History[edit]

Shilajit is a substance mainly found in the Altai, Himalaya, and Caucasus mountains. The color range varies from a yellowish brown to pitch-black, depending on composition. For use in Ayurvedic medicine the black variant is considered the most potent. Shilajit has been described as 'mineral oil', 'stone oil' or 'rock sweat', as it seeps from cracks in mountains due mostly to the warmth of the sun. There are many local legends and stories about its origin, use and properties, often wildly exaggerated. It should not be confused with ozokerite, also a humic substance, similar in appearance, but apparently without medicinal qualities. Some marketers of dietary supplements pretend to sell mumio, while in fact they are offering cheap raw ozokerite, a substance used, for example, in cosmetics.[7] Genuine mumio/shilajit should melt in the hand and has a distinct smell of bitumen, whereas ozokerite melts at 164-169 °F/73.3-76.1 °C.

Once cleaned of impurities and extracted, shilajit is a homogeneous brown-black paste-like substance, with a glossy surface, a peculiar smell and bitter taste. Dry shilajit density ranges from 1.1 to 1.8 g/cm3. It has a plastic-like behavior, at a temperature lower than 20°C/68°F it will solidify and will soften when warmed. It easily dissolves in water without leaving any residue, and it will soften when worked between the fingers. Purified shilajit has an unlimited shelf life.

It is still unclear whether shilajit has a geological or biological origin as it has numerous traces of vitamins and amino acids. A mumio-like substance from Antarctica was found to contain glycerol derivatives and was also believed to have medicinal properties.[8]

Based on currently available studies, the bioactivity of shilajit lacks substantial evidence. The immuno-modulatory activity does not stand the test of critical assessment and is considered as unproven.[9]

Research[edit]

Mumijo/shilajit has been the subject of scientific research in Russia and India since the early 1950s. Though there is no clinical study to support any benefits to human health, some observed effects in animal models include:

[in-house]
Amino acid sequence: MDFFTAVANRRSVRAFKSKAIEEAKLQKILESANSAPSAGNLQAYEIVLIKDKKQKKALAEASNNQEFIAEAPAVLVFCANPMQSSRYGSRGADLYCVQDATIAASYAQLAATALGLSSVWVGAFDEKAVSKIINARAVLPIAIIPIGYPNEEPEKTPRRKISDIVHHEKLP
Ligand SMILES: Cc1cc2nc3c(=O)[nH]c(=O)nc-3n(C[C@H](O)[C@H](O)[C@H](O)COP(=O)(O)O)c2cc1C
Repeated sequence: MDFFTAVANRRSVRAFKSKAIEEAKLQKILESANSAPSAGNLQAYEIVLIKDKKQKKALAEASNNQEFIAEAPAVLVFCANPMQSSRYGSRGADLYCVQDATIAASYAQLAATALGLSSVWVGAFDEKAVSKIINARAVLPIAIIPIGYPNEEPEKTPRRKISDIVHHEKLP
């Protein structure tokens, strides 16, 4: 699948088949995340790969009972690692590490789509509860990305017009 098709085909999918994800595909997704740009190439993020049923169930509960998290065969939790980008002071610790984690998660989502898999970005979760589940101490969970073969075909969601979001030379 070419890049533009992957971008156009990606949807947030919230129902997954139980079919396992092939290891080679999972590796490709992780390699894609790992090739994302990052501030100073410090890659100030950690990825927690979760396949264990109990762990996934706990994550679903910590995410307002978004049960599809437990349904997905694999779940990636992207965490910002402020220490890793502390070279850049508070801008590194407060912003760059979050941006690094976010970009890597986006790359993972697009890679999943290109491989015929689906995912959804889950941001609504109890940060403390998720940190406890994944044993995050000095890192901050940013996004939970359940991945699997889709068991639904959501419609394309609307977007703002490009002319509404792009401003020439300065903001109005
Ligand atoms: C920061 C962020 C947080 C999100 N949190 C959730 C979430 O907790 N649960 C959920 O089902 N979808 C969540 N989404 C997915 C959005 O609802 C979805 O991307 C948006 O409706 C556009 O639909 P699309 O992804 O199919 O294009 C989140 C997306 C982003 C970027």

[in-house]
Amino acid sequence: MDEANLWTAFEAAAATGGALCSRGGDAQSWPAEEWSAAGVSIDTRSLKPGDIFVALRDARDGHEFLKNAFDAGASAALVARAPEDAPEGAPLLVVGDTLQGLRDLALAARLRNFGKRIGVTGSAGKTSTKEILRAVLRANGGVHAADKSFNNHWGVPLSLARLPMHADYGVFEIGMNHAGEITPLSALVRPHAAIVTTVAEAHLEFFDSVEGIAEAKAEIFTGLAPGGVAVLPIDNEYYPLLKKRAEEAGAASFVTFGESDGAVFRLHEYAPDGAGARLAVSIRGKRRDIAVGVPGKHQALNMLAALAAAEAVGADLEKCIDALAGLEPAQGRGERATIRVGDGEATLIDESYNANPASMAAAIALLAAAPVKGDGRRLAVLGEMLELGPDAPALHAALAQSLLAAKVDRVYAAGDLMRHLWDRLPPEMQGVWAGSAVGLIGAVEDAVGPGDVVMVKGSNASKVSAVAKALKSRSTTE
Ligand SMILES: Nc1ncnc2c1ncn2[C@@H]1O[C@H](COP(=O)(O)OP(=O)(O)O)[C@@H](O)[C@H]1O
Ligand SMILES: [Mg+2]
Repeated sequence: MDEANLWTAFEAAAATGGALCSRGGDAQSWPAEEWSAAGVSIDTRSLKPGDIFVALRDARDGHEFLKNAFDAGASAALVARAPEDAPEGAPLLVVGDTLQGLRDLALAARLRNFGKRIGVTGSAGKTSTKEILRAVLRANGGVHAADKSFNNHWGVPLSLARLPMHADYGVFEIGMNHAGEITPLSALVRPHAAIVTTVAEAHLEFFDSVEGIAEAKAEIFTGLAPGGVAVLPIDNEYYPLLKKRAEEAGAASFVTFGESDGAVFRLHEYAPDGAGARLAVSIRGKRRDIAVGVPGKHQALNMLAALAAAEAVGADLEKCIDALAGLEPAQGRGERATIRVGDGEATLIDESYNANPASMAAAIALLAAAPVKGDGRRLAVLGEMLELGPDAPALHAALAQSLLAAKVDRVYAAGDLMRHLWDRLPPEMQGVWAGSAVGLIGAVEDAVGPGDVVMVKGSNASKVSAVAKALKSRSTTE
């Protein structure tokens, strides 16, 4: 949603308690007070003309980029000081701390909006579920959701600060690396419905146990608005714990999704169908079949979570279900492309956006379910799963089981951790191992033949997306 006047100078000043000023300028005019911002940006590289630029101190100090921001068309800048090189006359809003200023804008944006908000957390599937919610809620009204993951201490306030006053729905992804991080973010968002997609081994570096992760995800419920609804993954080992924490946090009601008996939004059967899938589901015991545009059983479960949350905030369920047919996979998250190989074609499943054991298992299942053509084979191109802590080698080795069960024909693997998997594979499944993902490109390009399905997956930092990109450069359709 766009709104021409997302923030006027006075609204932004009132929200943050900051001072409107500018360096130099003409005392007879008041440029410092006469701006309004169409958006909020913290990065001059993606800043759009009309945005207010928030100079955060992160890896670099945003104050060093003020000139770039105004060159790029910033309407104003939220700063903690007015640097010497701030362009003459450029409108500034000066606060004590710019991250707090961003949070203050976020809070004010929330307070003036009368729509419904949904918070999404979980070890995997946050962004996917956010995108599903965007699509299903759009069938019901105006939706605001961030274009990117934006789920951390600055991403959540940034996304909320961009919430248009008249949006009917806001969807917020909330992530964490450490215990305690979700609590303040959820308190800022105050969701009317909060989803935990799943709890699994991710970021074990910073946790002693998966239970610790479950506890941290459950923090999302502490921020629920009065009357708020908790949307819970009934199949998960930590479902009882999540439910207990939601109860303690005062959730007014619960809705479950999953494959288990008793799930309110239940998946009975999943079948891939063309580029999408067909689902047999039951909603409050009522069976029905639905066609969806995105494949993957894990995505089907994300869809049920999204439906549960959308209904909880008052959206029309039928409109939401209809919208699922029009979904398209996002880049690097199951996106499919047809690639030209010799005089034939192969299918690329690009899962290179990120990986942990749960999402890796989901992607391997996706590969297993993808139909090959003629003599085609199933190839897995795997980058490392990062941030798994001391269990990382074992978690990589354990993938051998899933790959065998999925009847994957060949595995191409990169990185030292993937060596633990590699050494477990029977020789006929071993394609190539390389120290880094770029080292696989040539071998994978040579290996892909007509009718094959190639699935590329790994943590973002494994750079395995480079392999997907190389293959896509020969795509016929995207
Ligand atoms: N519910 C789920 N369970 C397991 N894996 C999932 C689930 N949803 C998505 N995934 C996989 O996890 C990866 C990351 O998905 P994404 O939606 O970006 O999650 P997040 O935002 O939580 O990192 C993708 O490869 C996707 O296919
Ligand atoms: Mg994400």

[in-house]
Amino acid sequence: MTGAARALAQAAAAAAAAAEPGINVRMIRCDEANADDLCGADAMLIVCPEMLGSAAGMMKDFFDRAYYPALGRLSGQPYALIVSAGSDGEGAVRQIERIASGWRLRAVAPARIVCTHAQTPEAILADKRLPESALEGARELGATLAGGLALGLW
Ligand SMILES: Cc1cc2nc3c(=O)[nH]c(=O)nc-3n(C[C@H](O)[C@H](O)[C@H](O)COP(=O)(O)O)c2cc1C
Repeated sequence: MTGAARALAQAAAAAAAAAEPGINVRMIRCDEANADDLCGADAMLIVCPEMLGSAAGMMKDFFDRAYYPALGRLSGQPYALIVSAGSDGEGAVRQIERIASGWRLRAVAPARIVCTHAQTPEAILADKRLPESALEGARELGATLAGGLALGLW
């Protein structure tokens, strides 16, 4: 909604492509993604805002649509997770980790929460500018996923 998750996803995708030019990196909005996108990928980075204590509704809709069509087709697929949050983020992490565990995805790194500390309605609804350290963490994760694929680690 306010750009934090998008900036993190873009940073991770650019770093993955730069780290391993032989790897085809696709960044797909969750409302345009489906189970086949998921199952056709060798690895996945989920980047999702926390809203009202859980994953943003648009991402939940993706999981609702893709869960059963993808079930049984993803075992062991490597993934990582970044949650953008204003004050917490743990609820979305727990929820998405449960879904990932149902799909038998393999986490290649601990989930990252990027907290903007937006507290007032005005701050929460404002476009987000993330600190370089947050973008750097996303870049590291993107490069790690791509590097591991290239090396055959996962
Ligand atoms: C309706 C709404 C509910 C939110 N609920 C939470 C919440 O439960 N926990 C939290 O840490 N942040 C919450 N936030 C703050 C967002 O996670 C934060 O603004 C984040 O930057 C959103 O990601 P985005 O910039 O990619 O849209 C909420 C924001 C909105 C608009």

In the former USSR, medical preparations based on mumijo/shilajit are still being sold,[16][17] further developed and investigated.[18] In India, dietary supplements based on shilajit are also very popular, mainly due to its purported effects on male impotence and premature ejaculation.

References[edit]

  1. ^ a b Winston, David; Maimes, Steven (2007). "Shilajit". Adaptogens: Herbs for Strength, Stamina, and Stress Relief. Inner Traditions / Bear & Company. pp. 201–204. ISBN 978-1-59477-969-5. Retrieved November 29, 2010. 
  2. ^ A. Hill, Carol; Forti, Paolo (1997). Cave minerals of the world, Volume 2. National Speleological Society. pp. 217–23. ISBN 978-1-879961-07-4. 
  3. ^ "Safe Use of Salajeet During The Pregnancy Of Female Mice". Bab.com. Retrieved 2012-06-22. 
  4. ^ Shibnath Ghosal -Chemistry of Shilajit, an immunomodulatory Ayurvedic rasayan [1]
  5. ^ Chopra, R N, Chopra I C, Handa K L & Kapur L D. - Chopra’’s Indigenous Drugs of India. [2]
  6. ^ David Winston & Steven Maimes. Adaptogens: Herbs for Strength, Stamina, and Stress Relief, Healing Arts Press, 2007. ISBN 978-1-59477-158-3
  7. ^ "Ozokerite Wax Material Safety Datasheet" (PDF). Retrieved 2012-06-22. 
  8. ^ PMID 18996940 Mumijo Traditional Medicine: Fossil Deposits from Antarctica (PubMed)
  9. ^ Wilson, Eugene; Rajamanickam, G. Victor; Dubey, G. Prasad; Klose, Petra; Musial, Frauke; Saha, F. Joyonto; Rampp, Thomas; Michalsen, Andreas; Dobos, Gustav J. (June 2011). "Review on shilajit used in traditional Indian medicine". Journal of Ethnopharmacology 136 (1): 1–9. doi:10.1016/j.jep.2011.04.033. PMID 21530631. 
  10. ^ a b Acharya, SB; Frotan, MH; Goel, RK; Tripathi, SK; Das, PK (1988). "Pharmacological actions of Shilajit". Indian journal of experimental biology 26 (10): 775–7. PMID 3248832. 
  11. ^ Goel, R.K.; Banerjee, R.S.; Acharya, S.B. (1990). "Antiulcerogenic and antiinflammatory studies with shilajit". Journal of Ethnopharmacology 29 (1): 95–103. doi:10.1016/0378-8741(90)90102-Y. PMID 2345464. 
  12. ^ a b Ghosal, Shibnath; Singh, Sushil K.; Kumar, Yatendra; Srivastava, Radheyshyam; Goel, Raj K.; Dey, Radharaman; Bhattacharya, Salil K. (1988). "Anti-ulcerogenic activity of fulvic acids and 4′-methoxy-6-carbomethoxybiphenyl isolated from shilajit". Phytotherapy Research 2 (4): 187. doi:10.1002/ptr.2650020408.